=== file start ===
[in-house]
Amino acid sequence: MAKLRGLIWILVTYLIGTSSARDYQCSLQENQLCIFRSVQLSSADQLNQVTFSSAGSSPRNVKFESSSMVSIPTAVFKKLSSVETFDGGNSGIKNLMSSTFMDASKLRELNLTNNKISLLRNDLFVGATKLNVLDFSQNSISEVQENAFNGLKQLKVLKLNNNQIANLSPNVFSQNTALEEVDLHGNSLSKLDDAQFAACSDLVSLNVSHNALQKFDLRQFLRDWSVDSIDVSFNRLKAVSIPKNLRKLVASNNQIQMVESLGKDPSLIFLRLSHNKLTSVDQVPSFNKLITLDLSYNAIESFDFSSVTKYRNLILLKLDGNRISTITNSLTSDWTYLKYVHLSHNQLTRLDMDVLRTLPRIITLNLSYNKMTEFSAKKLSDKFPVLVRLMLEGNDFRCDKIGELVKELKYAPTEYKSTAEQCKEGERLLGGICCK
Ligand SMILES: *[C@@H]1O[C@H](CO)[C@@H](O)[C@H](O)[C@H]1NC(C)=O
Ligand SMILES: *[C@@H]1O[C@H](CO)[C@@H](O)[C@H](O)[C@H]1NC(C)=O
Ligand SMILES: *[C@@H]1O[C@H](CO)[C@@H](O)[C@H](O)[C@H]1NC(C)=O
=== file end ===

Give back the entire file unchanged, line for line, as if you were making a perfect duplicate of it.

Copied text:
[in-house]
Amino acid sequence: MAKLRGLIWILVTYLIGTSSARDYQCSLQENQLCIFRSVQLSSADQLNQVTFSSAGSSPRNVKFESSSMVSIPTAVFKKLSSVETFDGGNSGIKNLMSSTFMDASKLRELNLTNNKISLLRNDLFVGATKLNVLDFSQNSISEVQENAFNGLKQLKVLKLNNNQIANLSPNVFSQNTALEEVDLHGNSLSKLDDAQFAACSDLVSLNVSHNALQKFDLRQFLRDWSVDSIDVSFNRLKAVSIPKNLRKLVASNNQIQMVESLGKDPSLIFLRLSHNKLTSVDQVPSFNKLITLDLSYNAIESFDFSSVTKYRNLILLKLDGNRISTITNSLTSDWTYLKYVHLSHNQLTRLDMDVLRTLPRIITLNLSYNKMTEFSAKKLSDKFPVLVRLMLEGNDFRCDKIGELVKELKYAPTEYKSTAEQCKEGERLLGGICCK
Ligand SMILES: *[C@@H]1O[C@H](CO)[C@@H](O)[C@H](O)[C@H]1NC(C)=O
Ligand SMILES: *[C@@H]1O[C@H](CO)[C@@H](O)[C@H](O)[C@H]1NC(C)=O
Ligand SMILES: *[C@@H]1O[C@H](CO)[C@@H](O)[C@H](O)[C@H]1NC(C)=O